A March in March?

I love Australia. My love for such a country, any country for that matter, is a strange thing. I’m not a fan of nationalism, patriotism or any other ism that alludes to a love of one place over another for pure reasons of race, culture etc. But here I am declaring it openly. It may well be the simple fact I was born and raised there, or of course it could have something to do with a slight bias in my comparative assessment of the 30 odd countries I’ve had the privileged to visit and/or live in. The space, the relatively untouched surrounds, and I know it’s a cliche but the ‘vibe’, especially once you get out of the cities are all things to ‘write home about’. But most importantly I’m a great fan of the nations potential. I know I know, it sounds like I’m writing on Australia’s report card to be sent home to mum and dad, but allow me to explain;

We’ve had moments of compassionate brilliance, i.e. Gough Whitlam pouring a handful of sand through Vincent Lingiari’s hands, yet we’ve also had a long history of hiding our heads in the stuff that Gough passed onto Vincent. A good measure of our potential, I feel, is the Inequality Adjusted Human Development Index (IHDI), which is a United Nations backed tool of measurement which gives one of the more robust indications of how well a nation is doing in regards to health, education and income. Now some may be surprised but Australia has consistently ranked in the top 5 since the indexes inception in 1990. We’re currently ranked 2nd, just a smidgen behind Norway. So if this is anything to go by, then we truly are the lucky country, well the second lucky country anyway. We’re like the Buzz Aldrin of nation states.

VInvent Lingiari & Gough Whitlam

VInvent Lingiari & Gough Whitlam

So when I hear what the current coalition government is up to I’m understandably a little perturbed, to put it lightly. I needn’t go into detail about the collective and dominant paradigms focus on infinite growth on a finite planet, I’d like to think anyone reading this would comprehend such an ecological, mathematical impossibility, so I won’t deride anyone espousing the neoliberal school of free-market economics or even the much outdated school of classical economics as foolish and short sighted. I won’t do that. What I will do is ask why it is there’s such a large number of Australians that are ok with the dredging of the Great Barrier Reef to make way for coal ships? Why it is that many Australians see no problem in our current governments renegotiating the status of World Heritage listed old growth forests for the purposes of logging, because as our current Prime Minister says ‘We’ve too many forests‘?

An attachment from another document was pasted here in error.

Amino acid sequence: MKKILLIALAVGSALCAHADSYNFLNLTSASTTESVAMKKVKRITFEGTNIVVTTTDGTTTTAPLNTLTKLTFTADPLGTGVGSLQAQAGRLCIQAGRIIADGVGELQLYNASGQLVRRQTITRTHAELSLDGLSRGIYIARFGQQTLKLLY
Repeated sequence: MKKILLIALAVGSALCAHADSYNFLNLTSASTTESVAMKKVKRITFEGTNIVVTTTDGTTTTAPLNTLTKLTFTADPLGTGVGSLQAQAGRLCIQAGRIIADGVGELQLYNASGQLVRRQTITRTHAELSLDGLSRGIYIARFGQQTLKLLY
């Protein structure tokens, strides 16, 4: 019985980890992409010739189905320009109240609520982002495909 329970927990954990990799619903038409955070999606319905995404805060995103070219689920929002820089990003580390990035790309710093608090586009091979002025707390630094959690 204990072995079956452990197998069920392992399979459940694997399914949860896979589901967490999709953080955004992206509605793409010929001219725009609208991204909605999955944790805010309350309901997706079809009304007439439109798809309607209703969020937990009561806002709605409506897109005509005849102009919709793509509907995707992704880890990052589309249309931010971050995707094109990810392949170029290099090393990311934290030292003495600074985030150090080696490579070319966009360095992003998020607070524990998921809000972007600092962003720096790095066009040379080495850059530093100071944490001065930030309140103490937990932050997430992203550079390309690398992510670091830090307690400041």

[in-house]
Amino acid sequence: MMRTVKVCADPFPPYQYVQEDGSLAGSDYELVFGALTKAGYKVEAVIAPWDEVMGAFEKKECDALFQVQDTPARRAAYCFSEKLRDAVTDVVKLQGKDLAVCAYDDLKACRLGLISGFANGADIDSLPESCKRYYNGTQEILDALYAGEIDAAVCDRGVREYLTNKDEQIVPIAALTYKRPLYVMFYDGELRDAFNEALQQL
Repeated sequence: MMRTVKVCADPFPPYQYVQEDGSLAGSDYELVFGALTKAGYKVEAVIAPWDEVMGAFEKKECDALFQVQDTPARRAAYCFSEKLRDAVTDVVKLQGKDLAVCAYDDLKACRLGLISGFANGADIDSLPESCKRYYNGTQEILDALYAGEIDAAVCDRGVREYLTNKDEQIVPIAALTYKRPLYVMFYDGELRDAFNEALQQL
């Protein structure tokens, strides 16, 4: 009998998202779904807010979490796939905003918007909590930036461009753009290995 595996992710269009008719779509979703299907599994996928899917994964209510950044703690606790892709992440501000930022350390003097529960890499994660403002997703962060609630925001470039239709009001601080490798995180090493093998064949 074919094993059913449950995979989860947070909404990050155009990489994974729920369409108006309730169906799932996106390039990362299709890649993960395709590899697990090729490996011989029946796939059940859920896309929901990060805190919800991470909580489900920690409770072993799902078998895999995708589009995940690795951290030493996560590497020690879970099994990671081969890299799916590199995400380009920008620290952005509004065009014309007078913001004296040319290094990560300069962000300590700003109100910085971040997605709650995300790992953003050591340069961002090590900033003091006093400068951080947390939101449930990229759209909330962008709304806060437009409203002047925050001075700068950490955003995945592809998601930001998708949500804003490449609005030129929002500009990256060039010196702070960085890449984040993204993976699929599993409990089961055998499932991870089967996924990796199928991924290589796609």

These are but two particularly irksome factors of our current governments policies, needn’t I mention the disregard for care workers in general, the heavy bias toward corporate entities, and the continued privatisation of all things that were once public and owned collectively by all Australians in the name of saving money. Because as we’ve been told numerous times through our Murdoch and Rinehart press, ‘We’re facing economic hardship’, well, kind of, compared to Norway anyway. I understand that our economic prosperity has relied almost solely on our extraction and exportation of minerals, but need I remind you that these precious minerals are limited? Investing in our future sustainably through education, health, and manufacturing is what we should be doing. Yet there seems to be a great emphasis on “get the rich richer quick” schemes.

The reptilian minded men and woman in power would appear to be seeing just how far they can push the average Joe Australian before they break. We need to show them that we’re not apathetic drones which they can placate with reality television, glossy magazines and a constant stream of mindless media barrages. The very first thing we can do, this weekend in fact is to march. Take to the streets and let the government know we’re not happy. This is not only letting the government know we’re not happy but about showing others who are unhappy about the way things are going, those who comprehend that we’re not living up to our potential, showing them they’re not alone, inspiring them to take action as you are, have and will continue to do until we’re living in a country deserved of it’s 2nd place accolade.

This week from March 15th to the 17th people all over Australia are taking to the streets. As the March in March website explains: This signifies the people’s vote of no confidence in policies of the government that go against common principles of humanity, decency, fairness social justice and equity, democratic governance, responsible global citizenship and conserving our natural heritage.

Get out there people, let’s send home a report card to the rest of the world that we can be proud of.


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